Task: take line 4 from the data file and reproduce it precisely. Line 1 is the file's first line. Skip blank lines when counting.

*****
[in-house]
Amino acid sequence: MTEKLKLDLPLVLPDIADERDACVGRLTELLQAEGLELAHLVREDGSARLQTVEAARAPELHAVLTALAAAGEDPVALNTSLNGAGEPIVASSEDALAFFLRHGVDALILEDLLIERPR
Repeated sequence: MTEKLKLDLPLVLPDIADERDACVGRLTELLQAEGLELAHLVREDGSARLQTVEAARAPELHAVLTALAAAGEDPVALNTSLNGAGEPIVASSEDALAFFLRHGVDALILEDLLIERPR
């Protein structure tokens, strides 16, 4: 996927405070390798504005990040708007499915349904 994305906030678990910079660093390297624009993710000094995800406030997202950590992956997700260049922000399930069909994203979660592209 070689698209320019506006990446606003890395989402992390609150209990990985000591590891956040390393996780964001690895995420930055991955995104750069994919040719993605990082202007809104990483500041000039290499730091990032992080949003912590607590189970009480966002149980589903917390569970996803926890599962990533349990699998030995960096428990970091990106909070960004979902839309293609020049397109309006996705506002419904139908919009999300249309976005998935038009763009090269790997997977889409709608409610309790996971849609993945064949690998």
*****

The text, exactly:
């Protein structure tokens, strides 16, 4: 996927405070390798504005990040708007499915349904 994305906030678990910079660093390297624009993710000094995800406030997202950590992956997700260049922000399930069909994203979660592209 070689698209320019506006990446606003890395989402992390609150209990990985000591590891956040390393996780964001690895995420930055991955995104750069994919040719993605990082202007809104990483500041000039290499730091990032992080949003912590607590189970009480966002149980589903917390569970996803926890599962990533349990699998030995960096428990970091990106909070960004979902839309293609020049397109309006996705506002419904139908919009999300249309976005998935038009763009090269790997997977889409709608409610309790996971849609993945064949690998």